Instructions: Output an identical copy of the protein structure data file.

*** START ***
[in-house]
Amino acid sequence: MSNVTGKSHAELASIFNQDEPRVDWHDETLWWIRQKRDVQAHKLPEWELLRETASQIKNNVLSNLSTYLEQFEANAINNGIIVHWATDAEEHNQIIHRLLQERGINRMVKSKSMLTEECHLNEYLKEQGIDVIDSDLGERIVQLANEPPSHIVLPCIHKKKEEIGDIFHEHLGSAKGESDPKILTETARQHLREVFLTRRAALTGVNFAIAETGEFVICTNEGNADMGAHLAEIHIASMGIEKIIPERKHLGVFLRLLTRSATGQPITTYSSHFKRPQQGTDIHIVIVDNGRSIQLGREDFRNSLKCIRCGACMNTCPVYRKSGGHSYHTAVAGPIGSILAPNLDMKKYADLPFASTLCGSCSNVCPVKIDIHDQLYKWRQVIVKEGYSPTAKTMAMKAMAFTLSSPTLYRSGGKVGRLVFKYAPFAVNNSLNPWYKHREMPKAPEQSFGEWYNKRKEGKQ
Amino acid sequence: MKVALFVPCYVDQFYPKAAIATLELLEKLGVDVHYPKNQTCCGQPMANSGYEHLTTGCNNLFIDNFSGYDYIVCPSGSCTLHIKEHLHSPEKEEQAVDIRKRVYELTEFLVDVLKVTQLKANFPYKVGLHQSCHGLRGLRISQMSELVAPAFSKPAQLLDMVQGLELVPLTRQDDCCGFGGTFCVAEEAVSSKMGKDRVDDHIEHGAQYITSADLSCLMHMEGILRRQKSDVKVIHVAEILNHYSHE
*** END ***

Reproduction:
[in-house]
Amino acid sequence: MSNVTGKSHAELASIFNQDEPRVDWHDETLWWIRQKRDVQAHKLPEWELLRETASQIKNNVLSNLSTYLEQFEANAINNGIIVHWATDAEEHNQIIHRLLQERGINRMVKSKSMLTEECHLNEYLKEQGIDVIDSDLGERIVQLANEPPSHIVLPCIHKKKEEIGDIFHEHLGSAKGESDPKILTETARQHLREVFLTRRAALTGVNFAIAETGEFVICTNEGNADMGAHLAEIHIASMGIEKIIPERKHLGVFLRLLTRSATGQPITTYSSHFKRPQQGTDIHIVIVDNGRSIQLGREDFRNSLKCIRCGACMNTCPVYRKSGGHSYHTAVAGPIGSILAPNLDMKKYADLPFASTLCGSCSNVCPVKIDIHDQLYKWRQVIVKEGYSPTAKTMAMKAMAFTLSSPTLYRSGGKVGRLVFKYAPFAVNNSLNPWYKHREMPKAPEQSFGEWYNKRKEGKQ
Amino acid sequence: MKVALFVPCYVDQFYPKAAIATLELLEKLGVDVHYPKNQTCCGQPMANSGYEHLTTGCNNLFIDNFSGYDYIVCPSGSCTLHIKEHLHSPEKEEQAVDIRKRVYELTEFLVDVLKVTQLKANFPYKVGLHQSCHGLRGLRISQMSELVAPAFSKPAQLLDMVQGLELVPLTRQDDCCGFGGTFCVAEEAVSSKMGKDRVDDHIEHGAQYITSADLSCLMHMEGILRRQKSDVKVIHVAEILNHYSHE